Columbia had one Independence Day without the Longfellow Friends of the Traditional Fourth parade. That was in 1970, the year before it occurred to folks in the neighborhood how much bonhomie and unity could be had with a sense of humor and--just as important--almost zero effort.

"It's a silly parade--no registration, no rigamarole," said Bob Russell, the Official In-Charge Person.

Show up at Longfellow Elementary School at 10 a.m., or show up somewhere along the 1.8-mile loop around Hesperus Drive and Eliots Oak Road. Dress up, or not. Decorate your bike, wagon, stroller or dog, or not. Don hula skirts, or not. And, incidentally, win a blue ribbon--no matter what.

"Everybody is assigned a different category," Russell explained, "and we give a prize for every category." As in: "Eight-Year-Old on a Bike That's Green." "Nine-Year-Old on a Bike That's Green." "Official In-Charge Person Who Likes to Make Goofy Jokes."

It's "neighborhoody," as they say here, through and through. The Columbia Pro Cantare sings the national anthem, then a police officer who lives in Longfellow leads the way. The Cub Scouts serve as the color guard, and the Brownies and the swim team march. The winner of the Good Neighbor Award sits pretty on the seat-back of a creeping convertible.

The village board marches carrying a wooden board that says, well, "Village Board."

Uncle Sam sometimes shows up, so does Betsy Ross, and--why not?--Elvis.

Every year, neighbors paint an elaborate, bigger-than-life patriotic scene in the road--Iwo Jima, Mount Rushmore, an unfurling flag. A web of balloons arches between the Merrills' and the Mazalewskis' houses on Hesperus--the ersatz reviewing stand, where the two families jokingly rate the passing paraders with handmade scoring cards. The Starvation Army Band sits in a truck bed in matching red polos and blasts Dixieland. Kazoo bands are not discouraged.

Politicians "are always very much in evidence," said Dottie Binckley, one of the founders of the parade. They're in evidence in two ways:

The local politicians march. "Our parade is usually much longer in election years," Russell said. The candidates shamelessly fling candy to the masses.

The national politicians are skewered. Longfellow residents have poked fun by holding placards spelling "p-o-t-a-t-o-e," or a toilet seat for sale way under Pentagon prices.

Russell drives the grand marshal in his dark green Mustang. Last summer, it was Padraic Kennedy, retiring president of the Columbia Association; this year . . . they hadn't quite figured that out by time of publication.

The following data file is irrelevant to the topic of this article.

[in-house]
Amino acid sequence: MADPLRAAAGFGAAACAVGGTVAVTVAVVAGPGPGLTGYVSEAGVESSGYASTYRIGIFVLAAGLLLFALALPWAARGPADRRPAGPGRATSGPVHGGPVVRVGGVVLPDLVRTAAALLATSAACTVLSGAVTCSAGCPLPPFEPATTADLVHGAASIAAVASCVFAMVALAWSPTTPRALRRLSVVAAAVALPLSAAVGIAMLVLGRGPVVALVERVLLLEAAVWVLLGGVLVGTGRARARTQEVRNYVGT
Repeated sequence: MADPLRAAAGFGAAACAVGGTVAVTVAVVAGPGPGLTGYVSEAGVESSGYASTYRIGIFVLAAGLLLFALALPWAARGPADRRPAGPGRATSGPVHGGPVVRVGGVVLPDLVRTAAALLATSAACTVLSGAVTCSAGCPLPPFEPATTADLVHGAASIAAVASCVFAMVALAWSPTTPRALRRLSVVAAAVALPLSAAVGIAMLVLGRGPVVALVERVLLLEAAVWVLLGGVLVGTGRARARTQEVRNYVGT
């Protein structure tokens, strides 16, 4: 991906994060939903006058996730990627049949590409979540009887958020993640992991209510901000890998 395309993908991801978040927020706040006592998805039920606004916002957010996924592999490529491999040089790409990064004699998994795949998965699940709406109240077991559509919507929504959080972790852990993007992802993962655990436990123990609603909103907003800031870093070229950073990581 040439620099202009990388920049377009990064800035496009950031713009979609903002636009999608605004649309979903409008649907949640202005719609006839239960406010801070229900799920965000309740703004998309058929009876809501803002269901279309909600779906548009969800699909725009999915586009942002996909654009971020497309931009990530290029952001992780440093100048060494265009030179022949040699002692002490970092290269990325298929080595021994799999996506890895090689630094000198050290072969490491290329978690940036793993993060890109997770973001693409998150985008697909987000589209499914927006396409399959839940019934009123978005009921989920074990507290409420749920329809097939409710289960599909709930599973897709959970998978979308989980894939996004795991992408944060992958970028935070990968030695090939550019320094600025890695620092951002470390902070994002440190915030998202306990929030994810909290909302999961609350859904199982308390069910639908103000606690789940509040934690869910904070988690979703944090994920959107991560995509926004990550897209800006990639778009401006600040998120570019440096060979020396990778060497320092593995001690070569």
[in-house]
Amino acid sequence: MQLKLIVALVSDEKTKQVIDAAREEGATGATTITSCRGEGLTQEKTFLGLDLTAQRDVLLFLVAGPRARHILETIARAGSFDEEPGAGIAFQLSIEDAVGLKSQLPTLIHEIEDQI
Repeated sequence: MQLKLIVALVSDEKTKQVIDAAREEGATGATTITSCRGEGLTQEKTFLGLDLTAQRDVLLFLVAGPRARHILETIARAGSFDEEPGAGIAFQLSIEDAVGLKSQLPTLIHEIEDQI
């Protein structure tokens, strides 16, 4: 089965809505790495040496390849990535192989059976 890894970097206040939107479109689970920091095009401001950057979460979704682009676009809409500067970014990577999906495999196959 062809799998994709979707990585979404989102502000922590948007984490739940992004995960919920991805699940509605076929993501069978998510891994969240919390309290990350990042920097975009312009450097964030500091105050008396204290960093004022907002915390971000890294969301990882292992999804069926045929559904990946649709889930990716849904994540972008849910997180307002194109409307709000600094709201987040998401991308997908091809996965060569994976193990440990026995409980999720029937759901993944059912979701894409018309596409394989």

"It's not the kind of parade where people spend a lot of time preparing," Binckley said.

If the Tournament of Roses floats are World Series champions, and sorority homecoming floats are Class AAA, then the Longfellow floats--basically, pickup trucks loosely draped with streamers--are, um, you know, those guys who come out for the occasional beer-addled rags-for-bases softball game and spend the rest of the summer learning how to walk again.

Which, by the way, is something they know about in Longfellow.

Every year after the parade, the Eliots Oak Nuts (18-10) and the Hesperus Wrecks (10-18)--teams determined by which main street the players live off of--toss aside all that one-nation-indivisible stuff and face off in a ballgame.

The Nuts haven't lost since 1993, a dynasty matched only by the swift and sure-swinging Yankees of the early '50s. Perchance the Wrecks are fated to loss, given that their opponents are named for one the strongest of trees, while their own cognomen comes from the schooner that sank so easily--"like a vessel of glass"--in Henry Wadsworth Longfellow's poem.

Or maybe, Russell suggests, there's something else at play.

He umpires at the annual game (while holding a hand-held microphone to give the play-by-play), but is not completely neutral. Russell is of Hesperus stock, and as such issued this official statement: "We think that the Eliots Oaks Nuts have brought in some ringers."

Tom Forno sits on the Columbia Council but responds with the following statement in his role as a longtime Eliots Oak guy: "We grow our guys right here in Longfellow. I've heard some of his guys don't even live in Longfellow. They've gotten pretty desperate to try to even the score."

Are the Nuts cheating? Are the Wrecks cheating? Who knows. Nobody's started carding the players--yet.

People from outside Longfellow are welcome to join the parade, too, though not the ballgame.

Russell points out that the rain date for the parade is, as always, July 3. (If you don't get it, you probably would be too staid to march in the rain, like they do in Longfellow, anyway.)

CAPTION: Cub Scout Pack 61 of Columbia serves as the color guard and leads the way in the Longfellow neighborhood's offbeat Fourth of July parade in 1998.